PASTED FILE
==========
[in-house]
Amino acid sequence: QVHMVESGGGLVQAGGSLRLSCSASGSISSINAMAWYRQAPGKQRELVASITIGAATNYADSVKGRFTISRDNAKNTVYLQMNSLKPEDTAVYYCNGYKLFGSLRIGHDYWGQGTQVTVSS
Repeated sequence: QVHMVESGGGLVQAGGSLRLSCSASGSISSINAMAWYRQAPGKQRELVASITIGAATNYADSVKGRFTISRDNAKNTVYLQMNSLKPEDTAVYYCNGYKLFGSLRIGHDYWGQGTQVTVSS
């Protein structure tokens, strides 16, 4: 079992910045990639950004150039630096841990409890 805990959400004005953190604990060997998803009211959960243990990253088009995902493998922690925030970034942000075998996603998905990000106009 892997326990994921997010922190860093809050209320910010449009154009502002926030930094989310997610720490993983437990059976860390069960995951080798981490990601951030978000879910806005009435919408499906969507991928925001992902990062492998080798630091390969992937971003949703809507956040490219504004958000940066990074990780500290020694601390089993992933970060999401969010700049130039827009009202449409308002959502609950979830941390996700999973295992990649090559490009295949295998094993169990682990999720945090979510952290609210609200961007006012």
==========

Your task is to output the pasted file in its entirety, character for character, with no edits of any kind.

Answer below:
[in-house]
Amino acid sequence: QVHMVESGGGLVQAGGSLRLSCSASGSISSINAMAWYRQAPGKQRELVASITIGAATNYADSVKGRFTISRDNAKNTVYLQMNSLKPEDTAVYYCNGYKLFGSLRIGHDYWGQGTQVTVSS
Repeated sequence: QVHMVESGGGLVQAGGSLRLSCSASGSISSINAMAWYRQAPGKQRELVASITIGAATNYADSVKGRFTISRDNAKNTVYLQMNSLKPEDTAVYYCNGYKLFGSLRIGHDYWGQGTQVTVSS
């Protein structure tokens, strides 16, 4: 079992910045990639950004150039630096841990409890 805990959400004005953190604990060997998803009211959960243990990253088009995902493998922690925030970034942000075998996603998905990000106009 892997326990994921997010922190860093809050209320910010449009154009502002926030930094989310997610720490993983437990059976860390069960995951080798981490990601951030978000879910806005009435919408499906969507991928925001992902990062492998080798630091390969992937971003949703809507956040490219504004958000940066990074990780500290020694601390089993992933970060999401969010700049130039827009009202449409308002959502609950979830941390996700999973295992990649090559490009295949295998094993169990682990999720945090979510952290609210609200961007006012």